18 years later, ‘Ghost Dog: Way of the Samurai’ remains a masterpiece of subject and soundtrack


“The Way of the Samurai is found in death. Meditation on inevitable death should be performed daily. Every day when one’s body and mind are at peace, one should meditate upon being ripped apart by arrows, rifles, spears, and swords. Being carried away by surging waves. Being thrown into the midst of a great fire. Being struck by lightning, being shaken to death by a great earthquake. Falling from thousand-foot cliffs, dying of disease, or committing seppuku at the death of one’s master. And every day, without fail, one should consider himself as dead. This is the substance of the Way of the Samurai.”

What better way to start off a piece about Jim Jarmusch’s 1999 crime curiosity Ghost Dog: Way of the Samurai with one of the many intertitle quotations from the Hagakure? The now-classic cult film about a hitman (Forest Whitaker) who lives according to the Bushido code and is forced to stand up for his principles against the Mafia men who employ him is nearly 20 years old now, and it’s exciting to see more people discovering this crazy-ass movie. It’s Whitaker’s best work by far (he makes a silent killer who communicates by carrier pigeon relatable!), and features some of the greatest soundtrack working of the last twenty years by the RZA, and it’s screening at the Coolidge Corner Theater this Thursday (May 25) as a part of their Cinema Jukebox series.

You don’t want to miss this.


Though, to be fair, those expecting an exploitation-flavored extravaganza should steel themselves for the quiet and meditative nature of this film. Ghost Dog, like much of Jarmusch’s oeuvre, is filled with moments of almost-surrealist beauty, such as the scene where Whitaker and Issach De Bankolé, here playing an ice cream man who speaks only French, observe a man building a boat on top of his roof and ponder how he’s going to get it down from there, each repeating the other’s thoughts, unaware that they’re saying the same things in French and in English. When De Bankolé yells down at the man to ask him how, he responds in Spanish that he can’t understand them and he has to get back to work. This is more indicative of the tone of the film than any of the action sequences, most of which are made out of homage to other films (Branded to Kill being a big influence and, of course, Jean-Pierre Melville’s Le Samourai, which the whole damn thing is made in the spirit of), and feel oddly out of place in the calm quality of the rest of the film. Don’t get us wrong, though- they’re a great deal of fun (though most definitely dated by modern action standards) and occasionally quite righteously badass.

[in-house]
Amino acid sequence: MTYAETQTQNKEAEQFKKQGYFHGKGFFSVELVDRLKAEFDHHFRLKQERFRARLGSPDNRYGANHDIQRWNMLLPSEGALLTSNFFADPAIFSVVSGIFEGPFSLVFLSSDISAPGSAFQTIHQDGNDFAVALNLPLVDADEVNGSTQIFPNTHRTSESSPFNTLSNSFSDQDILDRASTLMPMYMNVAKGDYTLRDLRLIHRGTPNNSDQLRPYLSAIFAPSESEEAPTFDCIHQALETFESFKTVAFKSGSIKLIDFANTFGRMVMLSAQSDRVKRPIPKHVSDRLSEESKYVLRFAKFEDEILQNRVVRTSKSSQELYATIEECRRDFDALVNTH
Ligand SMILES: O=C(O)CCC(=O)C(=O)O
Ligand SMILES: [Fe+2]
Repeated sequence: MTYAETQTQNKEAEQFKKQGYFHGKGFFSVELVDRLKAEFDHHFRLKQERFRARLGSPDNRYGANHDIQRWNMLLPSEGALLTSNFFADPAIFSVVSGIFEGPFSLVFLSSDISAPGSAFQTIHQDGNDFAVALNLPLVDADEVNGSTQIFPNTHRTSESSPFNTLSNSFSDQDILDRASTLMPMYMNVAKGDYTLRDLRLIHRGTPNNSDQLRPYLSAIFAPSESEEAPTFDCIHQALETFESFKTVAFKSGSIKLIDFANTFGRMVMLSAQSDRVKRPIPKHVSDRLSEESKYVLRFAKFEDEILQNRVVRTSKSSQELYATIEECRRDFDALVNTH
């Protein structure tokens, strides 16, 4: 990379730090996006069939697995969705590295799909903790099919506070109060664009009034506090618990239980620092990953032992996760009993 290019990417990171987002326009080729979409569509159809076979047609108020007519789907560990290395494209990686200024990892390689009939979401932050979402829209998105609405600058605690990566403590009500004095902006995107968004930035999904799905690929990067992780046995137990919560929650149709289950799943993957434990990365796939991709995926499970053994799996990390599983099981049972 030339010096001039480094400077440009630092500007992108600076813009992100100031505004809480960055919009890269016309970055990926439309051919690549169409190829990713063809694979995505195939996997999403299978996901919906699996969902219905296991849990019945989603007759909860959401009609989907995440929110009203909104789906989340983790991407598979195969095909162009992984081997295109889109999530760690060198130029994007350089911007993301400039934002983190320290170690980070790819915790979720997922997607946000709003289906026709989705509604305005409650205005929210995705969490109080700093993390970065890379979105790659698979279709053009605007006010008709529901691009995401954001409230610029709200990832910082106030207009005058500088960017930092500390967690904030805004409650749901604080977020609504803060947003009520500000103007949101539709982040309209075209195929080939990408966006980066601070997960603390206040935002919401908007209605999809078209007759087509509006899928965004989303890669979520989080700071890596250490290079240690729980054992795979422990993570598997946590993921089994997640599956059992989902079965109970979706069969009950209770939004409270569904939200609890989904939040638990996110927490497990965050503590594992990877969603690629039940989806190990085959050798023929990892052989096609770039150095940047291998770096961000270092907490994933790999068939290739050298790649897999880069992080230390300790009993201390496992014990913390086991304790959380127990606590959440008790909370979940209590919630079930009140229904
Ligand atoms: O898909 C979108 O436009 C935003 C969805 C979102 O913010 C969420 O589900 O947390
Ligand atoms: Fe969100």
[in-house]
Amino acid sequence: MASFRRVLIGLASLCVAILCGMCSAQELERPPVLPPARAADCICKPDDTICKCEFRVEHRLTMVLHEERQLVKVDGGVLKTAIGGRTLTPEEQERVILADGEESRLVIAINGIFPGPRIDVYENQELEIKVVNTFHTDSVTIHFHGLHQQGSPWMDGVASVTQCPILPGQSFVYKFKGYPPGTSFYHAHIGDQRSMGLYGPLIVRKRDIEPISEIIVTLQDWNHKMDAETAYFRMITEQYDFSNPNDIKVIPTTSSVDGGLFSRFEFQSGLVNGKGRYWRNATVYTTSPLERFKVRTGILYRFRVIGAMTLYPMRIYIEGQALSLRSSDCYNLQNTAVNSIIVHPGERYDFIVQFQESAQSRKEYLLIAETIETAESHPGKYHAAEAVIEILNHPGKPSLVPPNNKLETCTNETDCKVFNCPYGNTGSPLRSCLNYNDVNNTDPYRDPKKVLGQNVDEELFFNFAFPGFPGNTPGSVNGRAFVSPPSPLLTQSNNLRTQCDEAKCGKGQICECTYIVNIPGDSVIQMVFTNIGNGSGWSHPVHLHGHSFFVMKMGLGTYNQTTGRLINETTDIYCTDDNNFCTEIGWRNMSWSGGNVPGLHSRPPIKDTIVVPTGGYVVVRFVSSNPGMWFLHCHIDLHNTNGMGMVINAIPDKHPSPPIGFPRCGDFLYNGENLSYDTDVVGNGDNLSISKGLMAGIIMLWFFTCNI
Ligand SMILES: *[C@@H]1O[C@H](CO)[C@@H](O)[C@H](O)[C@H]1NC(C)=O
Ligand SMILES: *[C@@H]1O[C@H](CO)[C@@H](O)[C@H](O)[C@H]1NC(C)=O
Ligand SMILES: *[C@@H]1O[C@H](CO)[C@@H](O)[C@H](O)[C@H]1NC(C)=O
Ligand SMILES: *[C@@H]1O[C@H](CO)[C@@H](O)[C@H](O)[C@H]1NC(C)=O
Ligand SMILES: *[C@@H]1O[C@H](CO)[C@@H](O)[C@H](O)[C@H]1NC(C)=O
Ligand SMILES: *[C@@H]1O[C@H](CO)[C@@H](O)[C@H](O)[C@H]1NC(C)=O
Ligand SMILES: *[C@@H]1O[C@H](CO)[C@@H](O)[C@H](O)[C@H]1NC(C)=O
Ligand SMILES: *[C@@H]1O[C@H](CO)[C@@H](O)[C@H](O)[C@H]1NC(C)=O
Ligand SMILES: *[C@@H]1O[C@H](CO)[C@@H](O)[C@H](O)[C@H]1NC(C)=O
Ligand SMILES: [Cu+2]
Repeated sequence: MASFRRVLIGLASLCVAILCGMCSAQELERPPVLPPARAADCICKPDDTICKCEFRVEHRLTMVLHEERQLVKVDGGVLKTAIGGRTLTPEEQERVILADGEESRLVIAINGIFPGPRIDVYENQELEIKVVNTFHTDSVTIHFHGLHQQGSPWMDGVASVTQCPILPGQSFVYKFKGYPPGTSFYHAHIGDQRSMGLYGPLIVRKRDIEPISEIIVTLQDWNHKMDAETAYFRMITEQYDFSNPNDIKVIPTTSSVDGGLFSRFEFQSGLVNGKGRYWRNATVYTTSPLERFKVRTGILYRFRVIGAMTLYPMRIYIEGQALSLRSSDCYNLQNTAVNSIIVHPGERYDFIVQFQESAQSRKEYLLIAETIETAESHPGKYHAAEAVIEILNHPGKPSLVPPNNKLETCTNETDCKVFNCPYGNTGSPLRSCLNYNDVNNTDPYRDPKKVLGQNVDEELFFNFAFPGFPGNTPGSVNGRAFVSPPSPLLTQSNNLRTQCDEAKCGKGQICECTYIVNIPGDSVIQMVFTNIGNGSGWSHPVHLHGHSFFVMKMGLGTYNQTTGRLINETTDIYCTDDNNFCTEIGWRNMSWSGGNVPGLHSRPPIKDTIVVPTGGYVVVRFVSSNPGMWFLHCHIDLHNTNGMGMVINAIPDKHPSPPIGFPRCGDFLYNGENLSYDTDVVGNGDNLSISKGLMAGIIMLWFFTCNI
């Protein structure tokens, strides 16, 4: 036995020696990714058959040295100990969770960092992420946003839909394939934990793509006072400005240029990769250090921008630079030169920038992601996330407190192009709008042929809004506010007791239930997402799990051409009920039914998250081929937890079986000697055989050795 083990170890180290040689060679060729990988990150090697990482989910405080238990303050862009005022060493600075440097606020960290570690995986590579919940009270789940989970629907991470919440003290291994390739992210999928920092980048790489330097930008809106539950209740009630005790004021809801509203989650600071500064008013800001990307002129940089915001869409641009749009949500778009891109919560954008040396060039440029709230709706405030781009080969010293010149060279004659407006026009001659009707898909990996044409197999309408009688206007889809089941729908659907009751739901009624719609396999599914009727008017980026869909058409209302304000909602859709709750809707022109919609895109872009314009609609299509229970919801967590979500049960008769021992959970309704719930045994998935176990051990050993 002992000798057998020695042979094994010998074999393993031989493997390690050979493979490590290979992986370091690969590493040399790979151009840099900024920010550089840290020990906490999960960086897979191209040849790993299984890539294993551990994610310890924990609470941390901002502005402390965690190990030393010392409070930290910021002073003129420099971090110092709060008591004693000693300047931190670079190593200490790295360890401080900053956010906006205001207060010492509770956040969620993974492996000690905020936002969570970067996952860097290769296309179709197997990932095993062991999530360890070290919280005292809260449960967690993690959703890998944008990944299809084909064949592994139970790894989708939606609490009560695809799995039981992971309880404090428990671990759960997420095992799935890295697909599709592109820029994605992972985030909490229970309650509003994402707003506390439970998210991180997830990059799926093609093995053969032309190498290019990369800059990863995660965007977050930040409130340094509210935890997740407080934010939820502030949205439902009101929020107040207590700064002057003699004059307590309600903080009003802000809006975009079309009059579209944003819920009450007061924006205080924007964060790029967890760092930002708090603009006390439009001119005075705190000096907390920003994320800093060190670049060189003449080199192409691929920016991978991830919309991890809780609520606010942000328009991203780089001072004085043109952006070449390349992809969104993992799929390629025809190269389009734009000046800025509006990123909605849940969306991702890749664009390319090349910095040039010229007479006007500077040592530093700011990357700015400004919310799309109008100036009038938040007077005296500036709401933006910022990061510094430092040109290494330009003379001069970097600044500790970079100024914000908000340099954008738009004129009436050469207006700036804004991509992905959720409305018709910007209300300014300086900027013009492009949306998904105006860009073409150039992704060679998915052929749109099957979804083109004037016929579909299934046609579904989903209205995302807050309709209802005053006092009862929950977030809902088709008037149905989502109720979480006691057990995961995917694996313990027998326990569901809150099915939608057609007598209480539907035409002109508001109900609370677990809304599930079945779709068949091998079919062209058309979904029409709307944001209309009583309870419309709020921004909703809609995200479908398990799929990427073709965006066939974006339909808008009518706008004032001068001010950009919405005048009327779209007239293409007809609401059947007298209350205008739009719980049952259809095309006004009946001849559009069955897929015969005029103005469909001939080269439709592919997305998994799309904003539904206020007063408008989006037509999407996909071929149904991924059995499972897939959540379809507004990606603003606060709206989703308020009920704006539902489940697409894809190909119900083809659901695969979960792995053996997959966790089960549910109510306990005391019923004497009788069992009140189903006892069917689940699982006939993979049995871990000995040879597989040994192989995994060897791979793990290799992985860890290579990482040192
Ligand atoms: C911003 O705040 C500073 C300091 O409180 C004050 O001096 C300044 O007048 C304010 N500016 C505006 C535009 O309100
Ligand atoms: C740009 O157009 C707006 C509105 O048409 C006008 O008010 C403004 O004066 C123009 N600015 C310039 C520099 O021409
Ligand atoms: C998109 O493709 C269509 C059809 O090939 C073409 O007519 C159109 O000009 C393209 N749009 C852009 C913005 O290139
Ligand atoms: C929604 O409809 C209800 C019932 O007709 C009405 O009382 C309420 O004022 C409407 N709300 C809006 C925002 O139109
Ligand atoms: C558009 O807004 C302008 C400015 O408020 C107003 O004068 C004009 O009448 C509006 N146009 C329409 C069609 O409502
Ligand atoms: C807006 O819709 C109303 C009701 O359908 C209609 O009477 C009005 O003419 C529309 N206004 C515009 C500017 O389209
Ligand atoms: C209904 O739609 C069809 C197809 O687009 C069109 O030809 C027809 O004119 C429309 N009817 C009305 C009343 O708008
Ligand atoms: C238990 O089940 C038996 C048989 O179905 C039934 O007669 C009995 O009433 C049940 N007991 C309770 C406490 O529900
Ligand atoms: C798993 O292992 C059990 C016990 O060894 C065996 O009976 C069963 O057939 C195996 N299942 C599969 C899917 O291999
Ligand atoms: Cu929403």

The music, on the other hand, is what separates this from the rest of Jarmusch’s work and provides the best reason for why the Coolidge is screening this thing right before Boston Calling.

The RZA composed the score, and is briefly featured in one of the film’s most memorable bits, in which he crosses paths with Whittaker and they exchange brief words to one another. The score is just incredible, and it’s perhaps only eclipsed by the Genius’s work on the Kill Bill films in his discography, and it represents the best literalization of the Wu Tang ethos and aesthetic ever committed to film. Three quarters of the film’s narration sounds like it could have come straight off of Liquid Swords, and don’t even talk to us about Man with the Iron Fists — as much as we love that movie and that soundtrack, it doesn’t even come close to the sublime work the master does here (though we do kind of wish that fat Russell Crowe would show up in more movies). And honest to god, we bet that if the Coolidge cranks that shit like they did for Drive this past weekend, you’ll hear every single thing in perfect quality.

Seriously, Ghost Dog is a masterpiece of the merging of subject and soundtrack, and the particular blend of actor and role that’s on display here.It’s well worth your time this Thursday if you’re looking to pregame with some dope beats and awesome quirk before Boston Calling this weekend. Just don’t go into it expecting flying eyeballs, as you might be disappointed by all of the pigeons. And in addition to the movie, there’s going to be a pre-show concert put on by the Brookline Teen Center and Bizarre Records, featuring the likes of Master Faboo, PoorBoy, and Blue Cube, so you can most definitely nod ya head to some cool shit before the reels unwind.

‘GHOST DOG: WAY OF THE SAMURAI’ :: Thursday, May 25 at the Coolidge Corner Theatre, 290 Harvard St. in Brookline, MA :: 7:30 PM., all ages, $12.75 :: Coolidge event page :: Advance tickets